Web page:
Ah, but Rails didn't actually make the table utf8mb4! Not sure how I'll make that happen automatically in the future, but this is what I did for now... Using a MySQL GUI, I modified the table and each relevant column to be utf8mb4, using the SQL queries provided at dev.mysql.com/doc/refman/5.5/en/charset-unicode-upgrading.html. And voilà. Long live 𠂉. Thanks! –  Steve Cotner Jun 17 '10 at 12:36

U+20089 is a defined character in the Unicode set (CJK Unified Ideographs Extension B) and becomes the byte sequence F0 A0 82 89 when encoded as UTF-8. The problem is probably not with the character, but character handling by the software somewhere in your stack.

In the unlikely event that there is an inherent technical reason for this being a problem character, it is likely to be covered in the Unicode standard or in the FAQs.

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what if you double encode it and store ?

get it encoded once again and stored. and later upon retrieval decode it once and render in html.

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I can't answer the question of it being listed as both supported and unsupported, that's probably a question for the people running the fileformat.info site.

UTF-8 can be used to represent any Unicode character (code point). This is true of all of the UTFs. The number of bytes required to do so varies (in UTF-8, you need four for the code point you identified, for instance, whereas you only need one for the Roman letter 'A'), but all Unicode characters can be represented by all UTFs. That's what they're for. (More here.)

It sounds as though you're running into an encoding problem at one (or more) of the layers in your app. The first place to look would be the page served by your app: Does it say what charset it's using? It may be worth checking the headers being returned for your pages to see if they have:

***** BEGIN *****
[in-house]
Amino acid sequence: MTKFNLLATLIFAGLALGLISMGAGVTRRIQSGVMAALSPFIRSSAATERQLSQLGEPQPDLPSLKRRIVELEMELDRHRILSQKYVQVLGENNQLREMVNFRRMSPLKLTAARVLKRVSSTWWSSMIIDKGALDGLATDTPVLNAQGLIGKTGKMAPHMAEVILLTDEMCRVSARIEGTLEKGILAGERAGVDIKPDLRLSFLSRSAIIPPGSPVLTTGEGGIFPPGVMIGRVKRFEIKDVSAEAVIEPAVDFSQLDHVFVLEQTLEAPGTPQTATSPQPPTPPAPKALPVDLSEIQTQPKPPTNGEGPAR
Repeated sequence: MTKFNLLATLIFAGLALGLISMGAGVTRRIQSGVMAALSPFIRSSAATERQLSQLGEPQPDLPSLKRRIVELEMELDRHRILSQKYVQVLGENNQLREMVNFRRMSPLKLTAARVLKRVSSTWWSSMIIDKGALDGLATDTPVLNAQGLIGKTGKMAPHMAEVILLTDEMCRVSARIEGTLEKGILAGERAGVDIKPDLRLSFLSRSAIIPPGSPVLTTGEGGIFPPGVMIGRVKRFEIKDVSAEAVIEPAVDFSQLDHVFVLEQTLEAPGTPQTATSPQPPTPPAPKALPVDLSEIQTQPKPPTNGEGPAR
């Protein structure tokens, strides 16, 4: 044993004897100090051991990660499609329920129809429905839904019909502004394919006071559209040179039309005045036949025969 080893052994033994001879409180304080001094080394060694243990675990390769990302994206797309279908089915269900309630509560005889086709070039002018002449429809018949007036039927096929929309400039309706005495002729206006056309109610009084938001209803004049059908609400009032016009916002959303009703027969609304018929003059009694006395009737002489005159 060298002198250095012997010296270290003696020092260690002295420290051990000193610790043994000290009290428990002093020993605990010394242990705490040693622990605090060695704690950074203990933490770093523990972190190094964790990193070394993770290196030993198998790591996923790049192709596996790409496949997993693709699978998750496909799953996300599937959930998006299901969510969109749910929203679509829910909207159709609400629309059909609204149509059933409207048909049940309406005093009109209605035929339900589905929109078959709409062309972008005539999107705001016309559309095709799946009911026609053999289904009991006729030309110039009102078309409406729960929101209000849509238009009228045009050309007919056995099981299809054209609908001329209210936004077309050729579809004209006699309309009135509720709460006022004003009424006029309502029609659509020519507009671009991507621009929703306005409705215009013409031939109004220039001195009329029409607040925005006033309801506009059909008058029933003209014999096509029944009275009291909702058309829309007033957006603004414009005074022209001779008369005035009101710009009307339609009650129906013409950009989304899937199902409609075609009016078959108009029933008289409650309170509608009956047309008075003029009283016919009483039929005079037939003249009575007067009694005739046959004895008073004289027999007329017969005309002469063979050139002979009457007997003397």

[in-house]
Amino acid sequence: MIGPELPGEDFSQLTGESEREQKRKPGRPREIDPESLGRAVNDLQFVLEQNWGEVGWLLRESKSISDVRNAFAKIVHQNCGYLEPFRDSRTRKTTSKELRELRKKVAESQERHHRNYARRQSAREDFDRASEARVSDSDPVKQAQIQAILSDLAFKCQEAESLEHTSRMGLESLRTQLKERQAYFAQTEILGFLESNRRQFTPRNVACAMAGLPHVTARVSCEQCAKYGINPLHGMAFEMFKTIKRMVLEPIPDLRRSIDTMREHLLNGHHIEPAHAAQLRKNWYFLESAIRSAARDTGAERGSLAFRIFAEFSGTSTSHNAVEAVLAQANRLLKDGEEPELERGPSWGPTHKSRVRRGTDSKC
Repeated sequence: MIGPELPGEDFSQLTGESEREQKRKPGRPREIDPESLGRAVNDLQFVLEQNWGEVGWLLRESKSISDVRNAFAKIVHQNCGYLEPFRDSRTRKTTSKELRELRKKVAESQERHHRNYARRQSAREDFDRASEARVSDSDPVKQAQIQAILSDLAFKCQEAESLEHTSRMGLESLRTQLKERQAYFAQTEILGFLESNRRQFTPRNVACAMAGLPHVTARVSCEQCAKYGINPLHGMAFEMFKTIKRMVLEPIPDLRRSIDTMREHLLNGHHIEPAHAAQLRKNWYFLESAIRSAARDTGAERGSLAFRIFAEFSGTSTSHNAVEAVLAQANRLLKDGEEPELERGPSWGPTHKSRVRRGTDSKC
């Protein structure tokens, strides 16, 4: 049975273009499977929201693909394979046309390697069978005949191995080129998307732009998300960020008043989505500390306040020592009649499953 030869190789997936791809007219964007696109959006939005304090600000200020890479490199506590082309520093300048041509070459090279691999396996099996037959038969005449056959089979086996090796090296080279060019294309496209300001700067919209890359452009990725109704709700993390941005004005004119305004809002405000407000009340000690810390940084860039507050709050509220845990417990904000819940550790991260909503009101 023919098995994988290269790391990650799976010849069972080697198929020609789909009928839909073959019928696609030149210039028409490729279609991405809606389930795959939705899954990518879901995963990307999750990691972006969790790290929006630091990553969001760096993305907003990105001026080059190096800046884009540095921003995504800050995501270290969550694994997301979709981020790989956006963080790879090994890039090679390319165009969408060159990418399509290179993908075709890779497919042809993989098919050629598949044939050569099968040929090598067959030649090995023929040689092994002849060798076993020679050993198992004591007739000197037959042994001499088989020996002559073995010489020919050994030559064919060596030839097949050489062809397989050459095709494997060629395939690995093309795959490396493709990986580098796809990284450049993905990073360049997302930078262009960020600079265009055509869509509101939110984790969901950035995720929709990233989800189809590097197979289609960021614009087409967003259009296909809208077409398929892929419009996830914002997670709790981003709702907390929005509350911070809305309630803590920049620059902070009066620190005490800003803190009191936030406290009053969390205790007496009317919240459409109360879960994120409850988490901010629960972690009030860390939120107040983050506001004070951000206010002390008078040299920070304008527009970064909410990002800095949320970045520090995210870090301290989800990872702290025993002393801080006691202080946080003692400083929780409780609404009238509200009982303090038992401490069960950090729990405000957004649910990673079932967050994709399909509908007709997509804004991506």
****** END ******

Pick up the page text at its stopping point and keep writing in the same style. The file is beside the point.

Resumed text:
Content-Type: text/html; charset="UTF-8"

...in them. If they don't, look for the equivalent meta tag in the HTML itself, though I seem to recall reading that meta isn't a good way to do this. Absent the headers being specific, the default applied will probably be ISO-8859-1 (though some browsers may use Windows-1252 instead), which won't work if your source text is encoded with UTF-8.

The next place to look is your database. I don't think MySQL stores text in UTF-8 by default, you'll need to ensure that it's doing that in your MySQL configuration.

From your question, I don't think you need it, but I'll finish with the obligatory plug for the article The Absolute Minimum Every Software Developer Absolutely, Positively Must Know About Unicode and Character Sets (No Excuses!) by Joel Spolsky (if only to save someone from plugging it in a comment). :-)

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In fact the meta info was not on the page, but adding it made no difference. I'm going to follow up on Alan Moore's suggestion of updating MySQl to 5.5 and see if that does it. –  Steve Cotner Jun 17 '10 at 10:16
@Steve: Well, you don't need the meta if the header is there (and the header is the better way to go, if you can configure your server to send it). Of course, you need to make sure what you're actually sending really is UTF-8, as well. Good luck with it. –  T.J. Crowder Jun 17 '10 at 10:45